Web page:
This Friday, June 11, 2010, marks the opening day of the 2010 FIFA World Cup games, held in South Africa. Soccer is the most widely played and enjoyed sport around the world, and it’s certainly the most popular sport in our household. My husband has played nearly his entire life, growing up in city leagues, playing for school, and enjoying adult amateur soccer, both indoors and out. He introduced me to indoor soccer – I started playing about 9 years ago (my previous experience was only a single season as a kindergartner – many years ago!), and while I’m not likely to be called up to the WPS anytime soon, it’s a great way to stay in shape, challenge myself, enjoy time with friends, and blow off steam. At home, we subscribe to a lot of specialty cable TV stations, just so my husband can watch as many of his beloved Chelsea games as he can. Of course, when we tune in this Saturday to watch the United States play England, we’ll be cheering our Team USA the whole way.
In anticipation of the upcoming games, I realized I knew next to nothing about South African cuisine. So I worked to educate myself. Turns out, South African cuisine is a “rainbow of cuisines” (as described by Wikipedia), as it is comprised of a variety of sources and cultures, including the cuisines of the indigenous people of South Africa, such as the Khoisan and Xhosa, Zulu and Sotho-speaking people, Indian and British immigrants and their cuisines, the cuisines of the Cape Malay people, and cultures such as Portuguese Mozambique. This makes for a wide variety of dishes and tastes. I was unsure of where to start, so I found one of the most popular dishes in South Africa – bobotie.
Bobotie is a meat dish consisting of ground/minced beef or lamb topped with an egg “custard”. The spices remind me of Indian and Malaysian cuisine, with the use of curry and turmeric, but the inclusion of nuts and fruit reminds me of other African dishes. While it takes a bit of time to make, the dish is relatively straightforward. I sifted through recipes, and decided upon a Martha Stewart recipe that looked tasty. I served it with a cinnamon basmati rice, also a variation on her recipe, which was full of flavor and enticing aromas. It was a tasty meal, and a perfect introduction into South African cuisine. I certainly plan to make another dish or two soon – does anyone have recommendations?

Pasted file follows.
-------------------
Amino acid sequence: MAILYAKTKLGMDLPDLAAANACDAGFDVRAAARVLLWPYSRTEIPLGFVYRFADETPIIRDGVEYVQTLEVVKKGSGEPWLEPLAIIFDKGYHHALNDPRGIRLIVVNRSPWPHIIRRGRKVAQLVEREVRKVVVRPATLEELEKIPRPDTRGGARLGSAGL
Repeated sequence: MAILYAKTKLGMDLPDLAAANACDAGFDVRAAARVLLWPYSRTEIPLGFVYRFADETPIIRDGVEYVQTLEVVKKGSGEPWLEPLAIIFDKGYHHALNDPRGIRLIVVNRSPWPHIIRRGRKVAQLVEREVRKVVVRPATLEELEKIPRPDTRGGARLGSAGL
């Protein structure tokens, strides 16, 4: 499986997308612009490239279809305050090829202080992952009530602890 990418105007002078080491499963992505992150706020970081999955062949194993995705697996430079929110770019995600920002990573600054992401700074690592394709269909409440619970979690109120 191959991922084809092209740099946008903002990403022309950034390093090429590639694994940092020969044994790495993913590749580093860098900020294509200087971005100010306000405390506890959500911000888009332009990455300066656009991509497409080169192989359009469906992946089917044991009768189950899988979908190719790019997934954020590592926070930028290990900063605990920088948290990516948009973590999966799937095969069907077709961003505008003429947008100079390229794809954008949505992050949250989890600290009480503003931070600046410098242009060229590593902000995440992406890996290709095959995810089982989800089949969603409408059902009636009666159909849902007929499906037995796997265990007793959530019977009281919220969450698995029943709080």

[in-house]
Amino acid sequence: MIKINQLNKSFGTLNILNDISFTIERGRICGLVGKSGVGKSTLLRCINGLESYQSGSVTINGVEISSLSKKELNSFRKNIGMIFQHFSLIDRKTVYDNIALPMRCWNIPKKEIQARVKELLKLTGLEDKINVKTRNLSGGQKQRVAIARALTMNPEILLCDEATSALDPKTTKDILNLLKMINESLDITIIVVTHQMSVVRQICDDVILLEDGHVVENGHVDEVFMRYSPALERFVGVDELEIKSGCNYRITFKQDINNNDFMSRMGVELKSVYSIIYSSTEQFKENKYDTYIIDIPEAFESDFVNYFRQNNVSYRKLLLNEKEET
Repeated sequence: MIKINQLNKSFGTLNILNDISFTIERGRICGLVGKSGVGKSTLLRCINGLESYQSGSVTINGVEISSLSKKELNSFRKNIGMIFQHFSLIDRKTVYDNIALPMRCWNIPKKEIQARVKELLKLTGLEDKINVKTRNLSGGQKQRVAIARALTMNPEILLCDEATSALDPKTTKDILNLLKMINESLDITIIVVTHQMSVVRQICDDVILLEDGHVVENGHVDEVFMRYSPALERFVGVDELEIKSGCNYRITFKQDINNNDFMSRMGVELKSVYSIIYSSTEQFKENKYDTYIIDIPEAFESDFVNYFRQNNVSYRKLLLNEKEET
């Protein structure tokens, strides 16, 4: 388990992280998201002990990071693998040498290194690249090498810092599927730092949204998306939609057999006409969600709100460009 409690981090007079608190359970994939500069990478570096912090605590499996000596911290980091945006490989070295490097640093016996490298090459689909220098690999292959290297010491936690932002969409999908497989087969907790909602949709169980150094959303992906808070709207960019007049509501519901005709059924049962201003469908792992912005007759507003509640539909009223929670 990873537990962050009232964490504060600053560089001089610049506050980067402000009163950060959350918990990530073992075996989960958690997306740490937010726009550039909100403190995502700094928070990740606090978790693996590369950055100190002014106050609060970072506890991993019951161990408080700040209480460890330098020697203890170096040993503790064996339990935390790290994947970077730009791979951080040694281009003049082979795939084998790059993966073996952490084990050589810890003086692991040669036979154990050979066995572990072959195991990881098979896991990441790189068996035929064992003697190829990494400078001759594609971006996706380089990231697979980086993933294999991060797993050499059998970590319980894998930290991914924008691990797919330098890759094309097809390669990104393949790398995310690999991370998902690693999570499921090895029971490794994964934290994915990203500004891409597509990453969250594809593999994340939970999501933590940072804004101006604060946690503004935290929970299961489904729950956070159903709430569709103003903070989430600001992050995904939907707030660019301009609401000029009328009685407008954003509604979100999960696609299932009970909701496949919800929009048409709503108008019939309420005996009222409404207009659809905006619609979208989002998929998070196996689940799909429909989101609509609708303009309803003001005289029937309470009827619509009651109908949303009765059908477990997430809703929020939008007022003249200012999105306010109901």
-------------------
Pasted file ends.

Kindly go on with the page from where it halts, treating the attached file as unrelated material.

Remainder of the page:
Gluten-Free Bobotie, adapted from Martha Stewart
3 T extra-virgin olive oil
2 medium yellow onions, chopped finely
1 Granny Smith apple, peeled and chopped coarsely
2 T minced fresh ginger
Salt and pepper
1 t ground turmeric
1 1/2 T Madras curry powder
2 lbs ground beef or lamb (I used lean ground bison)
1/2 c (1 oz) slivered almonds, toasted
4 slices gluten-free bread, crusts removed (I used Udi’s whole grain sandwich bread)
1 3/4 c whole milk
2 T mango chutney (or apricot preserves)
2 T fresh lemon juice
4 large eggs
1/8 t freshly ground nutmeg
1 t finely grated lemon zest
4 dry bay leaves
Cilantro and mango chutney as accompaniments (Martha also suggests lemon or lime wedges and unsweetened coconut)
Preheat the oven to 325 degrees. Heat a large skillet over medium-high heat and add oil. Add onions, apple, and ginger, and season with salt and pepper. Saute for about 10 minutes or until soft and golden brown. Add turmeric and curry powder and stir to combine. Add the ground meat, breaking into small pieces with a wooden spoon. Cook for 10 minutes or until cooked through. Stir in almonds and cook for 2 more minutes.
Tear the bread into large pieces and place in a small bowl. Add 1/4 cup of milk and 1/2 teaspoon of salt and let stand until the milk is absorbed. Add the bread mixture to the ground meat and cook, stirring frequently, for 1-2 minutes. Stir in mango chutney and lemon juice, scraping up browned bits from the bottom of the pan. Remove from heat, and taste. Adjust seasoning as needed, adding salt and pepper.
Spoon ground meat mixture into a 6 to 8-cup shallow baking dish. Whisk eggs, nutmeg, lemon zest, and remaining milk in a medium bowl. Pour over ground meat mixture. Place bay leaves in dish, pressing into filling just a bit. Bake until set around edges and center is no longer runny, about 35 minutes. Let stand for 15 minutes before serving. Serve with accompaniments and cinnamon basmati rice.
Cinnamon Basmati Rice, adapted from Martha Stewart
1 T unsalted butter
1 c raw basmati rice, rinsed
1 whole bay leaf
1 cinnamon stick
1 crushed green cardamom pod
2/3 c raisins
2 c water
salt and pepper
Melt butter in medium saucepan over medium heat. Add rice and saute until each grain is shiny and coated with butter mixture. Add bay leaf, cinnamon stick, cardamom pod, and raisins to saucepan. Add water and increase heat to high. Bring to a boil, cover, and reduce heat to a simmer. Allow to cook, covered, until rice is tender, about 15 minutes. Remove from heat and let stand 5 minutes more. Fluff and remove bay leaf, cinnamon stick, and cardamom pod. Season with salt and pepper and serve.